To enforce the usage of low carbon regions only, the existing organizational policy “Resource Location Restriction”, which defines the set of locations where location based GCP resources can be created, can be restricted to these low carbon locations.
This results in only low-carbon regions being displayed when setting up new instances within the console.
It also applies to new instances being created by Infrastructure as Code – creating an instance in a forbidden region returns an error.
gcloud compute instances create example-instance --image-family=rhel-8 --image-project=rhel-cloud --zone=europe-west2-a ERROR: (gcloud.compute.instances.create) Could not fetch resource: - Location ZONE:europe-west2-a violates constraint constraints/gcp.resourceLocations on the resource projects/liquid-florian-stoeber-668/zones/europe-west2-a/instances/example-instance.
How to stop existing instances
In order to apply the use of low carbon regions to running instances – or to notify the owners that they need to adapt their instance types accordingly – the open-source tool Cloud Custodian can be used.
All running instances can be addressed with one policy and deleted immediately as one solution. The following example policy shows how to tag instances with the “highcarbon” label. For these instances, it is further allowed to utilize high-carbon regions. All other instances without the label, will be deleted.
policies: - name: delete-instance-in-high-carbon-zone description: | Deletes all instances in high carbon zones resource: gcp.instance mode: type: gcp-audit methods: - beta.compute.instances.insert # got this value from the audit logs - v1.compute.instances.insert # to have the future value in place already filters: - and: - "tag:highcarbon": absent - not: - type: value key: "zone" op: regex value: "(.*northamerica-northeast1.*|.*northamerica-northeast2.*|.*southamerica-east1.*|.*us-central1.*|.*us-west1.*|.*europe-north1.*|.*europe-southwest1.*|.*europe-west1.*|.*europe-west6.*|.*europe-west9.*)" actions: - type: delete
As an alternative to the rather drastic approach of deleting instances right away, the instances could be marked for another operation with “mark-for-op”. Cloud Custodian will add an additional tag to recognize the instance in a future run. This enables the FinOps team to notify the owner of the instance and ask the owner to migrate the workload to a low-carbon region before the instance is deleted manually.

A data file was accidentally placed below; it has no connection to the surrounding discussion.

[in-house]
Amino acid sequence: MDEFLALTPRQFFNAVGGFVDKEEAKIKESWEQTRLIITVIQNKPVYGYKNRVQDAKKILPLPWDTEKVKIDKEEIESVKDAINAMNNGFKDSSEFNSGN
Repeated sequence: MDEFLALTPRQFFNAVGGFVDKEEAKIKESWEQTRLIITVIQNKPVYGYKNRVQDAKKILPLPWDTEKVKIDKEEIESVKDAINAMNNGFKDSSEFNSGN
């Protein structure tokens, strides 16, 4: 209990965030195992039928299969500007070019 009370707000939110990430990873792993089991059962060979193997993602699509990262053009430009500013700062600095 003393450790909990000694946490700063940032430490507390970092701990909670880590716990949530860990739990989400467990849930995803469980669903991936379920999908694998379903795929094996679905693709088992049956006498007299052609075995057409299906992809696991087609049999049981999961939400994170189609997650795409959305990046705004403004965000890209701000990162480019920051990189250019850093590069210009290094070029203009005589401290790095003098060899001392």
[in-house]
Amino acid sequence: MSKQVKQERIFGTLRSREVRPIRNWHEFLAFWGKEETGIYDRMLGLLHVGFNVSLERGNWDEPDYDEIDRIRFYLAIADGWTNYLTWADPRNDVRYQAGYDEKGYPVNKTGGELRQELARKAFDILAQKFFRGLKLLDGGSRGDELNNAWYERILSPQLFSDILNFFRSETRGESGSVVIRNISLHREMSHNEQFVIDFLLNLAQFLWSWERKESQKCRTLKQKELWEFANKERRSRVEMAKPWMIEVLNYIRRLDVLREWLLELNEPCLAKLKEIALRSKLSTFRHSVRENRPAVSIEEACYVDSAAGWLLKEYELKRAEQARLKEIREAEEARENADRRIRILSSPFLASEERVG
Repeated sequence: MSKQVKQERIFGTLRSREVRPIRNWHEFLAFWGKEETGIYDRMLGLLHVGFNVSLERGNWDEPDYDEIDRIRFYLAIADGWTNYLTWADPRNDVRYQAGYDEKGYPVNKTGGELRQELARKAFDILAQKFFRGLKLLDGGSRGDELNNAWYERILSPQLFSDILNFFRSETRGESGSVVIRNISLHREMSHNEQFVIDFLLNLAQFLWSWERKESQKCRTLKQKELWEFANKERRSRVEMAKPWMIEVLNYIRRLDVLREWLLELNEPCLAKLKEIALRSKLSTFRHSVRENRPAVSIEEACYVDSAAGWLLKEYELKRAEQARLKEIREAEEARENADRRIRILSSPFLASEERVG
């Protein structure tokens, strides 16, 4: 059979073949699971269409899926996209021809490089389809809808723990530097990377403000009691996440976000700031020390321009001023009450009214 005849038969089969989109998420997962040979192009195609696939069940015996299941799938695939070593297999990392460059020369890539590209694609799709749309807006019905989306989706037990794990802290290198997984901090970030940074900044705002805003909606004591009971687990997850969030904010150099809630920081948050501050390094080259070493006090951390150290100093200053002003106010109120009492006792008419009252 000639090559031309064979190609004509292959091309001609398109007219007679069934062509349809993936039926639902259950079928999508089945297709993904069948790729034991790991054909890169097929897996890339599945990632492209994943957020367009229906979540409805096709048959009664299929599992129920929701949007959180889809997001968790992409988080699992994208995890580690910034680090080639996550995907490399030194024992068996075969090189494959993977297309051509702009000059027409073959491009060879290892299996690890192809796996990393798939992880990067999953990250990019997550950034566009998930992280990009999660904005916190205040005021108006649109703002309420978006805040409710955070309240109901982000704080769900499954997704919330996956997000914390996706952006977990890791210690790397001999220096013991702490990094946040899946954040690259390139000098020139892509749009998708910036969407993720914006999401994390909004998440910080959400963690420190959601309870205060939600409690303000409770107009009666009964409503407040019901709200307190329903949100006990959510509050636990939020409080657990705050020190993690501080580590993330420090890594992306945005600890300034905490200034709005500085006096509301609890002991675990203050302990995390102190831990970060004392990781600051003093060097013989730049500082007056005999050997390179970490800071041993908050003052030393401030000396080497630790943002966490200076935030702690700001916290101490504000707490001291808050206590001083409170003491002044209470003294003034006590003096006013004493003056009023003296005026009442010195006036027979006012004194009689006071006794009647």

policies: - name: mark-notify-for-stop-instance-in-high-carbon-zone description: | Marks all instances in high carbon zones to stop in 7 days and notify resource: gcp.instance mode: type: gcp-audit methods: - beta.compute.instances.insert # got this value from the audit logs - v1.compute.instances.insert # to have the future value in place already filters: - and: - "tag:highcarbon": absent - not: - type: value key: "zone" op: regex value: "(.*northamerica-northeast1.*|.*northamerica-northeast2.*|.*southamerica-east1.*|.*us-central1.*|.*us-west1.*|.*europe-north1.*|.*europe-southwest1.*|.*europe-west1.*|.*europe-west6.*|.*europe-west9.*)" actions: - type: mark-for-op op: stop days: 7 - type: notify template: default priority_header: '2' subject: Your instance is utilizing a high-carbon region to: - email@example.com transport: type: sqs queue: https://sqs.us-east-1.amazonaws.com/1234567890/c7n-mailer
Currently, GCP is the only public cloud provider that offers this level of transparency on the regions‘ carbon emissions. The use of these low emission regions can be enforced via GCP organizational policies for new instances or third-party policy tools like Cloud Custodian for running instances. If you take a closer look, you will see that only a few regions in Europe and the Americas offer low-carbon emissions for being used by the GCP Compute Engine already. This is heavily dependent on the energy mix of the region. This indicates, enforcing low carbon regions within an organization might not be advisable for workloads in specific regions or those having specific requirements on latency or pricing. For a sustainable future this means, that in addition to latency, price and compliance, consumers also must take the cloud carbon emissions into account when scheduling an instance.